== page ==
Kanin, Lisak writes, took his data from a police department whose investigation procedures are condemned by the U.S. Justice Department and the International Association of Chiefs of Police. These procedures include the almost universal threat, in this department, of polygraph testing of complainants, which is viewed as a tactic of intimidation that leads victims to avoid the justice process and which, Lisak says, is "based on the misperception that a significant percentage of sexual assault reports are false." The police department's "biases...were then echoed in Kanin’s unchallenged reporting of their findings."
Bruce Gross writes in the Forensic Examiner that Kanin's study is an example of the limitations of existing studies on false rape accusations. "Small sample sizes and non-representative samples preclude generalizability." Philip N.S. Rumney questions the reliability of Kanin's study stating that it "must be approached with caution". He argues that the study's most significant problem is Kanin's assumption "that police officers abided by departmental policy in only labeling as false those cases where the complainant admitted to fabrication. He does not consider that actual police practice, as other studies have shown, might have departed from guidelines."
DiCanio (1993) states that while researchers and prosecutors do not agree on the exact percentage of false allegations, they generally agree on a range of 2% to 8%. Edward Greer (2000) estimates a much higher percentage of false accusations. Writing in the Law Review of Loyola of Los Angeles, Greer writes:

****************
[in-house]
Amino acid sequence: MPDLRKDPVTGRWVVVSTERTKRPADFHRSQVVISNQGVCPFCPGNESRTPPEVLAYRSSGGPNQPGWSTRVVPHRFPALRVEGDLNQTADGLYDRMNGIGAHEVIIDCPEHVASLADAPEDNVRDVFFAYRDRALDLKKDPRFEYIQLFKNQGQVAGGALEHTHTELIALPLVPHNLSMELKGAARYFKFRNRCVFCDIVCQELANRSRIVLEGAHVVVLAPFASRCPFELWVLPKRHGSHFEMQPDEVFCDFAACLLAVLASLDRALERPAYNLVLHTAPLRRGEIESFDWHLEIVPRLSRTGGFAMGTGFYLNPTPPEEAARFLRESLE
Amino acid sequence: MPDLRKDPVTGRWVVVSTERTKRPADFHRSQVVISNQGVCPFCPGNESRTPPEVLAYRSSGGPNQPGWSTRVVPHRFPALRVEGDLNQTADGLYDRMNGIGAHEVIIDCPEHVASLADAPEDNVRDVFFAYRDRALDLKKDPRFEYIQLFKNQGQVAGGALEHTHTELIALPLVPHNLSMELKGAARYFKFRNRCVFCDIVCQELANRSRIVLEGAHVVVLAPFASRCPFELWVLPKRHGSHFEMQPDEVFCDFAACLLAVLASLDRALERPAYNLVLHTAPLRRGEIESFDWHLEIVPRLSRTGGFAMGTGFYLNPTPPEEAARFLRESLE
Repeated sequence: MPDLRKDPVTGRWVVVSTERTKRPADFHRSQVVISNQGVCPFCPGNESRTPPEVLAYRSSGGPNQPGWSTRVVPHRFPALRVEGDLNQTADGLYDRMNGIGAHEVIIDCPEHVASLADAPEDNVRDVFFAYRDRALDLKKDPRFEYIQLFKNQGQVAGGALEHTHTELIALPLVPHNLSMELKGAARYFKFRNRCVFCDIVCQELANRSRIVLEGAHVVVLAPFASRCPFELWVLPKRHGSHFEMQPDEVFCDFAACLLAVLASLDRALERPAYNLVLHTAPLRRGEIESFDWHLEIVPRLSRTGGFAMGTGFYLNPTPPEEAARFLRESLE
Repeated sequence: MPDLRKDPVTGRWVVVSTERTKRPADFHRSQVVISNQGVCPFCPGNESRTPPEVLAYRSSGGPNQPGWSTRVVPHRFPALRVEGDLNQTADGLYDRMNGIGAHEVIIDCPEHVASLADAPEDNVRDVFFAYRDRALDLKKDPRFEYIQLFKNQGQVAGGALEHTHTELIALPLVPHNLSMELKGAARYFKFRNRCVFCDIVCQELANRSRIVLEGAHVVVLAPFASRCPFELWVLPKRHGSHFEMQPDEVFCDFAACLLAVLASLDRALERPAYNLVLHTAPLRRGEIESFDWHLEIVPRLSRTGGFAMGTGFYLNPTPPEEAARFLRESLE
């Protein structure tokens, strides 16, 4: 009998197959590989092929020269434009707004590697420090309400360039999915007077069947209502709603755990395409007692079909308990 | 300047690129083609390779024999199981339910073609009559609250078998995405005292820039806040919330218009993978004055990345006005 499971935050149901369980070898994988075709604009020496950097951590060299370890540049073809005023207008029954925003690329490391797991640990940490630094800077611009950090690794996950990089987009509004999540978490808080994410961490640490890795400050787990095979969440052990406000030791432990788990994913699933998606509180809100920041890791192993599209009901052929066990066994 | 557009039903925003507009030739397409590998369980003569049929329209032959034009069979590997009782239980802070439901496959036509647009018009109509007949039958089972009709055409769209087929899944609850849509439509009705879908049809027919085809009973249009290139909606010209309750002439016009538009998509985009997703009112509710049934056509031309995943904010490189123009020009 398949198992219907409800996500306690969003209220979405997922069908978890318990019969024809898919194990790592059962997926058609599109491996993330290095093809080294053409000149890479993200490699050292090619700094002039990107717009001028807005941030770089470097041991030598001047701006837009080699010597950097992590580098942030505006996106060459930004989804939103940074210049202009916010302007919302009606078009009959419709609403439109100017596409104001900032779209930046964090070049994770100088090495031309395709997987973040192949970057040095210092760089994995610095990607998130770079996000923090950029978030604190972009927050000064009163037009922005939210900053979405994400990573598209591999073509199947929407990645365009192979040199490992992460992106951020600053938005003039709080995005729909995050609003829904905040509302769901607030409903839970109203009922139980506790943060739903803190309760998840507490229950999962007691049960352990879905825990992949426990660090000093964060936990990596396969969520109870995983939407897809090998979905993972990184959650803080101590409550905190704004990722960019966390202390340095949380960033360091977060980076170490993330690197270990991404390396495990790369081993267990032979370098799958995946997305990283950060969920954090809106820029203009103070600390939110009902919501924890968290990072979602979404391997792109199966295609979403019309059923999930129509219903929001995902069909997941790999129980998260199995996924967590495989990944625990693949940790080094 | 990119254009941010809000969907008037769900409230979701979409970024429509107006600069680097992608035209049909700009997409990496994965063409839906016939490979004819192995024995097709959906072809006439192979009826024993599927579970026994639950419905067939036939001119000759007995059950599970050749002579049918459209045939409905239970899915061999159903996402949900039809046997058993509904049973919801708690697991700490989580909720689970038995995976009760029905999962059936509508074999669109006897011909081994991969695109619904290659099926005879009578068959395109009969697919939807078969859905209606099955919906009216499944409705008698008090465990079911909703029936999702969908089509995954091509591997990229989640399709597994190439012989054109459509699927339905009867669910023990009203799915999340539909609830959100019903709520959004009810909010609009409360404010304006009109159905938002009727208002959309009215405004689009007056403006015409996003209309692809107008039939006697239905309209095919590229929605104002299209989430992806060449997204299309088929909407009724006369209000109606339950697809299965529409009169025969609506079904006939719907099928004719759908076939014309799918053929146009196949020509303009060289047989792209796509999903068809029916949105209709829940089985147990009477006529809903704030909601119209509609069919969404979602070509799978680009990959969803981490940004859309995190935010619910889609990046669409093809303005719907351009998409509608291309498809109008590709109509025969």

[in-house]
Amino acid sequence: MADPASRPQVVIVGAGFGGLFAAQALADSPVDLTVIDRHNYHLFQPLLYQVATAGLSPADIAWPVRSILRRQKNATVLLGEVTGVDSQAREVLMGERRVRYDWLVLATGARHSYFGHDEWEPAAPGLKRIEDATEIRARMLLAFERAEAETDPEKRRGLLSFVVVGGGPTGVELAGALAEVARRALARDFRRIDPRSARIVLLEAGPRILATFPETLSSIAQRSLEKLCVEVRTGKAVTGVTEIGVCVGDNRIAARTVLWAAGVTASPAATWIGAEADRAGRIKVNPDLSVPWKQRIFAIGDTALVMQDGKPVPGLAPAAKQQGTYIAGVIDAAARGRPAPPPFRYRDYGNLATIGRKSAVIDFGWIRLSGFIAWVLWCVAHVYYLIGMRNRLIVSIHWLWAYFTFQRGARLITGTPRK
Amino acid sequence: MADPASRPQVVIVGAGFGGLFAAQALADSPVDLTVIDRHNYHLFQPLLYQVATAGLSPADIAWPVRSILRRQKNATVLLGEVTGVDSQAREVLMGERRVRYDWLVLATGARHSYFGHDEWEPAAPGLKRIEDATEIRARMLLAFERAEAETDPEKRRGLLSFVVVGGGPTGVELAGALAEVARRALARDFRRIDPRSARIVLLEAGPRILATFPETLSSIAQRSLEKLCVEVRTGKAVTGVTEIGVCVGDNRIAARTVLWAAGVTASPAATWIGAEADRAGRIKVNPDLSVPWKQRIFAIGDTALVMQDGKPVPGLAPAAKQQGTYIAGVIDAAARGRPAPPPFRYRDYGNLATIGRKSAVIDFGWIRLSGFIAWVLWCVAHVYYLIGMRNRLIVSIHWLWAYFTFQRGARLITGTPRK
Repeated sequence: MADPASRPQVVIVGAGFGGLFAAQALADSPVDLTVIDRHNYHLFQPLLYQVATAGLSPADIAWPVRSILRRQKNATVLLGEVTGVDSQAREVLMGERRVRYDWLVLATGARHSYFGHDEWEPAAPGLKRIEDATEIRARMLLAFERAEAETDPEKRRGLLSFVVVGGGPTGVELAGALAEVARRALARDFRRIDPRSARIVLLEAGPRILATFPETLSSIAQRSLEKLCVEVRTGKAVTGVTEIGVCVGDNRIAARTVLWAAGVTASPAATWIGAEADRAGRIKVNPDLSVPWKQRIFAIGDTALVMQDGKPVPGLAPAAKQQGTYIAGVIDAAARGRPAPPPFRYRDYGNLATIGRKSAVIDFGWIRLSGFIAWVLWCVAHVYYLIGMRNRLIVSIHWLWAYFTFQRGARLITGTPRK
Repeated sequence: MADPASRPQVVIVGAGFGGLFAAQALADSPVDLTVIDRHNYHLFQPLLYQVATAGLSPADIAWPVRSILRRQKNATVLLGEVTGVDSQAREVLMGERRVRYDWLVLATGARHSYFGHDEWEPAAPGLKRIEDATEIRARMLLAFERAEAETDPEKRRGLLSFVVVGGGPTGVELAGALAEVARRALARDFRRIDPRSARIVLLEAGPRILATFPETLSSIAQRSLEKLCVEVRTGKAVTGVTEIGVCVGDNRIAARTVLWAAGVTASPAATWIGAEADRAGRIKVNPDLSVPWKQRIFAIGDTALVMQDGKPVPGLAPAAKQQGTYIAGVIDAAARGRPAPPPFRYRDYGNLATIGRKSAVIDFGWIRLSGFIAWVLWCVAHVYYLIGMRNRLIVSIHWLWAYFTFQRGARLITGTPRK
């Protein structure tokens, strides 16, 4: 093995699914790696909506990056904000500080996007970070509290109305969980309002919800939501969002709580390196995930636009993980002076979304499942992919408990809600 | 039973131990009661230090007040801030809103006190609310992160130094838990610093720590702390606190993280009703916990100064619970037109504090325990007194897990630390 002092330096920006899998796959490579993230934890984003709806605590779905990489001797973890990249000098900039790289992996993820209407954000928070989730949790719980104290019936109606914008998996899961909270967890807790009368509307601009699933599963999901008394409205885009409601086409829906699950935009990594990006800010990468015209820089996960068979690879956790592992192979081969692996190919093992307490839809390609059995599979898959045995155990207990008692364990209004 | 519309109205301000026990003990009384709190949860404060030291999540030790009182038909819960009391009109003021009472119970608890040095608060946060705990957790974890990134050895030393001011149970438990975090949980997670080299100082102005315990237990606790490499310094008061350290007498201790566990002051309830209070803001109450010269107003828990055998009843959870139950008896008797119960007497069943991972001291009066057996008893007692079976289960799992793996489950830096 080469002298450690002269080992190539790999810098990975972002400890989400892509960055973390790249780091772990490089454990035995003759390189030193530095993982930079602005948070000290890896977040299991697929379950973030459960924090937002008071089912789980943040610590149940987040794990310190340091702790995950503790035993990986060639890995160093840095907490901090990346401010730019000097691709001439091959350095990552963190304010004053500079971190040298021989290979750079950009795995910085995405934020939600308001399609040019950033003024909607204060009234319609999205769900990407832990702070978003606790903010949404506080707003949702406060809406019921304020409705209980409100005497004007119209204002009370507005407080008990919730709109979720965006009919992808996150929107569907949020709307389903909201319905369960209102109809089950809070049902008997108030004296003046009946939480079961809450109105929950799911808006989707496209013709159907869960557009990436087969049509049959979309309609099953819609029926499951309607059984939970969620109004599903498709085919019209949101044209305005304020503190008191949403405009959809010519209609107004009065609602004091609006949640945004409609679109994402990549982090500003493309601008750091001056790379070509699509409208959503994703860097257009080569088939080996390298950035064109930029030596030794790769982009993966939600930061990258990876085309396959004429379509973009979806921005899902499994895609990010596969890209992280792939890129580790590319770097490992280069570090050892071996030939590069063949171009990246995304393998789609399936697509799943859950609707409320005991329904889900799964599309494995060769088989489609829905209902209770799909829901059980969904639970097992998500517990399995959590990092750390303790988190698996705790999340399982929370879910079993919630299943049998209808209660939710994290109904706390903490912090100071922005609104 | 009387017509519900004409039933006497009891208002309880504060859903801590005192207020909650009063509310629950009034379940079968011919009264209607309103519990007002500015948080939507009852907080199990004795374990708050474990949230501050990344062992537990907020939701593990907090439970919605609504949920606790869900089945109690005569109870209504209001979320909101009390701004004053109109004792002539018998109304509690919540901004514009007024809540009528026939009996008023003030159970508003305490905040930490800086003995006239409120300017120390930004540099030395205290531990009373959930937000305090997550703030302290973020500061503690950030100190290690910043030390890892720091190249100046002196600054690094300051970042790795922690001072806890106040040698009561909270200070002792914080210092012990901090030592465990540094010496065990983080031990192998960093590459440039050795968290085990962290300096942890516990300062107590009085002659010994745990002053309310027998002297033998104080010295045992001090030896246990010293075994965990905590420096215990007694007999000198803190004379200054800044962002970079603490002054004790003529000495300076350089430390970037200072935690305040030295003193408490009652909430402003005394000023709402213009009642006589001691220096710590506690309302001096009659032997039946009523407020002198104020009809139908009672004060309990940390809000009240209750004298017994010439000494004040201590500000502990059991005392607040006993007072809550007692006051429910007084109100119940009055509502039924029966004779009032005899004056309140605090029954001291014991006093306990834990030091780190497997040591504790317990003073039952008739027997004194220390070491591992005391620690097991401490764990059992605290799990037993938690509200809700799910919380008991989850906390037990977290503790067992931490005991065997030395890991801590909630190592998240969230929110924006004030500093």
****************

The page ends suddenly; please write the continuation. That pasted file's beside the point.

"Despite the difficulties in measuring wrongful accusations, there is indirect data available that is highly suggestive that far more than two percent of rape accusations are false. In a significant fraction of instances, the accusers recant their charges; in others, where no formal recantation occurs but where rape may have occurred, there are good reasons to believe that the accusation must nevertheless be wrong about the identity of the assailant. One illustration of this phenomenon are the instances where DNA testing has determined that the man actually imprisoned for rape after trial was not the individual the victim claimed was the assailant."
According to a single survey of 20 American law enforcement officers done in 2004, the typical person making a false accusation was "female (100%), Caucasian (100%), 15-20 years of age (10%), 31-45 years of age (25%), or 21-30 years of age (65%)". A false accusation may be perpetrated out of a desire for attention or sympathy, anger or revenge, or to cover up behavior deemed "inappropriate" by their condemning surrounding culture.